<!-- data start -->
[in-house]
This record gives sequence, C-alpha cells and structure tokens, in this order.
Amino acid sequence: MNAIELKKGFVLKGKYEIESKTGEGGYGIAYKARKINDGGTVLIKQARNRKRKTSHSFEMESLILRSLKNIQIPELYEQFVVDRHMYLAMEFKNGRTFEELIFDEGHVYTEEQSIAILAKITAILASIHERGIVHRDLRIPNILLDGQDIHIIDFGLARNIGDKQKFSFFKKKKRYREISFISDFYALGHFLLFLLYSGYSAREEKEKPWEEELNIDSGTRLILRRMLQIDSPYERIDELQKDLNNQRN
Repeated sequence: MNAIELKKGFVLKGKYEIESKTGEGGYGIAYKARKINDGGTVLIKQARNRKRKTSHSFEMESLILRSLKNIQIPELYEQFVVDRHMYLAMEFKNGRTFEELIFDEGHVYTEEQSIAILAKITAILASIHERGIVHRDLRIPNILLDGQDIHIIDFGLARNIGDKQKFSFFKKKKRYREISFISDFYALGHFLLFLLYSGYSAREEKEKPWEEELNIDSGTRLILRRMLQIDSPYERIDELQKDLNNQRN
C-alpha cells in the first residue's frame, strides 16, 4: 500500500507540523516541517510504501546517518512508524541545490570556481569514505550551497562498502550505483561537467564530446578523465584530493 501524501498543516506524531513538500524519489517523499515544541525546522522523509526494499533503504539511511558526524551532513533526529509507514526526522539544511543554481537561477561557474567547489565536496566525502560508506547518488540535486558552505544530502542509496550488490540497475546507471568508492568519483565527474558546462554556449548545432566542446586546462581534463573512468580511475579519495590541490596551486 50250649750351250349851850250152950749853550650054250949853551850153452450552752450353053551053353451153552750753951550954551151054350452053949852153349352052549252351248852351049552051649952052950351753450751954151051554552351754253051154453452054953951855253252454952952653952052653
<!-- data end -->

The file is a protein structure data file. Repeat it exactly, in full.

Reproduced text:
[in-house]
This record gives sequence, C-alpha cells and structure tokens, in this order.
Amino acid sequence: MNAIELKKGFVLKGKYEIESKTGEGGYGIAYKARKINDGGTVLIKQARNRKRKTSHSFEMESLILRSLKNIQIPELYEQFVVDRHMYLAMEFKNGRTFEELIFDEGHVYTEEQSIAILAKITAILASIHERGIVHRDLRIPNILLDGQDIHIIDFGLARNIGDKQKFSFFKKKKRYREISFISDFYALGHFLLFLLYSGYSAREEKEKPWEEELNIDSGTRLILRRMLQIDSPYERIDELQKDLNNQRN
Repeated sequence: MNAIELKKGFVLKGKYEIESKTGEGGYGIAYKARKINDGGTVLIKQARNRKRKTSHSFEMESLILRSLKNIQIPELYEQFVVDRHMYLAMEFKNGRTFEELIFDEGHVYTEEQSIAILAKITAILASIHERGIVHRDLRIPNILLDGQDIHIIDFGLARNIGDKQKFSFFKKKKRYREISFISDFYALGHFLLFLLYSGYSAREEKEKPWEEELNIDSGTRLILRRMLQIDSPYERIDELQKDLNNQRN
C-alpha cells in the first residue's frame, strides 16, 4: 500500500507540523516541517510504501546517518512508524541545490570556481569514505550551497562498502550505483561537467564530446578523465584530493 501524501498543516506524531513538500524519489517523499515544541525546522522523509526494499533503504539511511558526524551532513533526529509507514526526522539544511543554481537561477561557474567547489565536496566525502560508506547518488540535486558552505544530502542509496550488490540497475546507471568508492568519483565527474558546462554556449548545432566542446586546462581534463573512468580511475579519495590541490596551486 50250649750351250349851850250152950749853550650054250949853551850153452450552752450353053551053353451153552750753951550954551151054350452053949852153349352052549252351248852351049552051649952052950351753450751954151051554552351754253051154453452054953951855253252454952952653952052653